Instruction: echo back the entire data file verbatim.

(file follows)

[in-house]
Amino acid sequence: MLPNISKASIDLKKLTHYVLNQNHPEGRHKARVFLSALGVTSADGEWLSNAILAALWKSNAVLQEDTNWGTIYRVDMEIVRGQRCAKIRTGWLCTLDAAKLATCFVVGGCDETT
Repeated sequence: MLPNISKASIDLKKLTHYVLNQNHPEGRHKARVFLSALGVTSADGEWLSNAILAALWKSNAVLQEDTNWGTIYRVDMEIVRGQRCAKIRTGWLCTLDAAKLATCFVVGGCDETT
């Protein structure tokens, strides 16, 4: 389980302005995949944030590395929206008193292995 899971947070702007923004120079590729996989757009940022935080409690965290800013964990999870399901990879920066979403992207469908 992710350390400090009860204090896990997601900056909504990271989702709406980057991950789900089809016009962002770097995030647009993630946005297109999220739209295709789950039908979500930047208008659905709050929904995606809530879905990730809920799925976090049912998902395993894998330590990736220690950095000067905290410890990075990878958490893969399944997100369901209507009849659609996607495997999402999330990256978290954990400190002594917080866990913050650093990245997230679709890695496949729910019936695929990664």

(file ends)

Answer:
[in-house]
Amino acid sequence: MLPNISKASIDLKKLTHYVLNQNHPEGRHKARVFLSALGVTSADGEWLSNAILAALWKSNAVLQEDTNWGTIYRVDMEIVRGQRCAKIRTGWLCTLDAAKLATCFVVGGCDETT
Repeated sequence: MLPNISKASIDLKKLTHYVLNQNHPEGRHKARVFLSALGVTSADGEWLSNAILAALWKSNAVLQEDTNWGTIYRVDMEIVRGQRCAKIRTGWLCTLDAAKLATCFVVGGCDETT
């Protein structure tokens, strides 16, 4: 389980302005995949944030590395929206008193292995 899971947070702007923004120079590729996989757009940022935080409690965290800013964990999870399901990879920066979403992207469908 992710350390400090009860204090896990997601900056909504990271989702709406980057991950789900089809016009962002770097995030647009993630946005297109999220739209295709789950039908979500930047208008659905709050929904995606809530879905990730809920799925976090049912998902395993894998330590990736220690950095000067905290410890990075990878958490893969399944997100369901209507009849659609996607495997999402999330990256978290954990400190002594917080866990913050650093990245997230679709890695496949729910019936695929990664």